Note: The passage below, from ‘Amar and Lev, has a couple of errors. The Soqotran dracaena tree (D. cinnabari) was endemic to that island and its resin is generally known as the ‘dragonsblood’. I have not discovered evidence of the tree’s growing naturally in Sumatra, though I am of the opinion that the Sumatran and Javanese type of Dracaena form the subject of folio 3r (see below). Taxonomic descriptions have also altered over time, on which see comment following.
D. draco was long the term by which the Soqotran tree was described, and as late as 2009 when I published (a year after the publication of the book by ‘Amar and Lev), most of the sources available to me still used that description. However, at some stage the taxonomists had decided to change things about, and now D. draco refers to the Mediterranean ‘dragonsblood’ palm which grows in the south-western Mediterranean. In the passage reproduced above, there is mention of a merchant’s letter which was sent to Cairo and preserved there, and which refers to dragonsblood among things needed in Palermo. Now, had the species in question been that from northwest Africa and Iberia there would have been no need to write to Cairo; that the letter went there indicates that the substance was the imported variety. As late as the nineteenth century, Mrs. Grieves still treats the Soqotran tree’s resin as “the” dragonsblood, and the only one suitable for pharmaceutical use. In practice, of course, the variegated Sumatran and Javanese dracaenas may have been used just as often, and the presence of both plants in Beinecke MS 408 would certainly suggest that they were.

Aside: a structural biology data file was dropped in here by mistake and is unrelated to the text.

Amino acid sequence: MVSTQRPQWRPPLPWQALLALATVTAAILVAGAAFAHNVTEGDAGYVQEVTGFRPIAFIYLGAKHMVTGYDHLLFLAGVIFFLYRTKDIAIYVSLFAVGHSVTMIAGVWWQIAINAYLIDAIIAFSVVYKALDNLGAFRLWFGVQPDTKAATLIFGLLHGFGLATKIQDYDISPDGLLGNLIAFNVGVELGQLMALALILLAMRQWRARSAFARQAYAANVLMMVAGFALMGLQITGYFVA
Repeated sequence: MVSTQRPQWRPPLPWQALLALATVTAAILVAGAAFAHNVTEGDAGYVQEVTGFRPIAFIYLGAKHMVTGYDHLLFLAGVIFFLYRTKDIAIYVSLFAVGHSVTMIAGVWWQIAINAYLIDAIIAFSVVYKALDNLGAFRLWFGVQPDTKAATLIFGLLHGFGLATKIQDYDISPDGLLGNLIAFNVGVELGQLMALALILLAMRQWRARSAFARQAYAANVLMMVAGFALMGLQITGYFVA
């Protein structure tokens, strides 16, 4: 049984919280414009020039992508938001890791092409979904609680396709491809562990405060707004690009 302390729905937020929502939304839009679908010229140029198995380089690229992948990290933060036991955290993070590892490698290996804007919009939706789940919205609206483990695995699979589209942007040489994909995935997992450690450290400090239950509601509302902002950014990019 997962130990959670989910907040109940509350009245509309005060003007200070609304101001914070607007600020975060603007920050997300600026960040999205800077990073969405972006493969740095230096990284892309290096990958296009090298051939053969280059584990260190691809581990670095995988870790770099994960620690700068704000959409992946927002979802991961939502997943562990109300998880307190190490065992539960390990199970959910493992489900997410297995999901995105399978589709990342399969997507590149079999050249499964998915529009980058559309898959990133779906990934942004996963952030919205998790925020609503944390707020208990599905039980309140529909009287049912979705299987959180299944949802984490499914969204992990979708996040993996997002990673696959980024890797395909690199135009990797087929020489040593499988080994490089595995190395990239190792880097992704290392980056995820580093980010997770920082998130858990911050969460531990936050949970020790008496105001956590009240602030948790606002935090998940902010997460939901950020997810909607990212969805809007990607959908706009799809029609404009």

More examples from the botanical ids which I’ve offered could be added to the list, but these should establish my point well enough – that there is no reason to suppose Beinecke MS 408’s botanical section inconsistent with the trade (in regard to exotic species) which existed between Egypt and Sicily before the Norman period.